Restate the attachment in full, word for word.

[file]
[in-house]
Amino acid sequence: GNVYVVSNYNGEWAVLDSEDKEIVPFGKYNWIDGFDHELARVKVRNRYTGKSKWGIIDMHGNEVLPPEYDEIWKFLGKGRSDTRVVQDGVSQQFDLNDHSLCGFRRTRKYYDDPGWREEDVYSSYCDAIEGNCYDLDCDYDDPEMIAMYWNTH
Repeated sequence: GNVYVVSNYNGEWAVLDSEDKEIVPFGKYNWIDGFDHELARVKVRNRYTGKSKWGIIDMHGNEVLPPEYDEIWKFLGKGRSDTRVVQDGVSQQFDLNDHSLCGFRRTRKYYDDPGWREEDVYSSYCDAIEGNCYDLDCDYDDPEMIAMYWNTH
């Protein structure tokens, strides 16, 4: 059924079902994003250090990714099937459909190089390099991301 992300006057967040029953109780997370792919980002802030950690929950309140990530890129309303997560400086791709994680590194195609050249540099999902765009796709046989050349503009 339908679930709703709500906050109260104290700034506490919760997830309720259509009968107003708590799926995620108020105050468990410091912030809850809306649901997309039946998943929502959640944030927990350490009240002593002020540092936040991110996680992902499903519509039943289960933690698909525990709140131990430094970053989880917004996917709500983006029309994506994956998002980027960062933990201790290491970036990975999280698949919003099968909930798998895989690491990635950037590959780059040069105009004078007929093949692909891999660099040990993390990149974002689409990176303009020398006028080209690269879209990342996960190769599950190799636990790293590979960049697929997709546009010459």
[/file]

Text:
[in-house]
Amino acid sequence: GNVYVVSNYNGEWAVLDSEDKEIVPFGKYNWIDGFDHELARVKVRNRYTGKSKWGIIDMHGNEVLPPEYDEIWKFLGKGRSDTRVVQDGVSQQFDLNDHSLCGFRRTRKYYDDPGWREEDVYSSYCDAIEGNCYDLDCDYDDPEMIAMYWNTH
Repeated sequence: GNVYVVSNYNGEWAVLDSEDKEIVPFGKYNWIDGFDHELARVKVRNRYTGKSKWGIIDMHGNEVLPPEYDEIWKFLGKGRSDTRVVQDGVSQQFDLNDHSLCGFRRTRKYYDDPGWREEDVYSSYCDAIEGNCYDLDCDYDDPEMIAMYWNTH
């Protein structure tokens, strides 16, 4: 059924079902994003250090990714099937459909190089390099991301 992300006057967040029953109780997370792919980002802030950690929950309140990530890129309303997560400086791709994680590194195609050249540099999902765009796709046989050349503009 339908679930709703709500906050109260104290700034506490919760997830309720259509009968107003708590799926995620108020105050468990410091912030809850809306649901997309039946998943929502959640944030927990350490009240002593002020540092936040991110996680992902499903519509039943289960933690698909525990709140131990430094970053989880917004996917709500983006029309994506994956998002980027960062933990201790290491970036990975999280698949919003099968909930798998895989690491990635950037590959780059040069105009004078007929093949692909891999660099040990993390990149974002689409990176303009020398006028080209690269879209990342996960190769599950190799636990790293590979960049697929997709546009010459």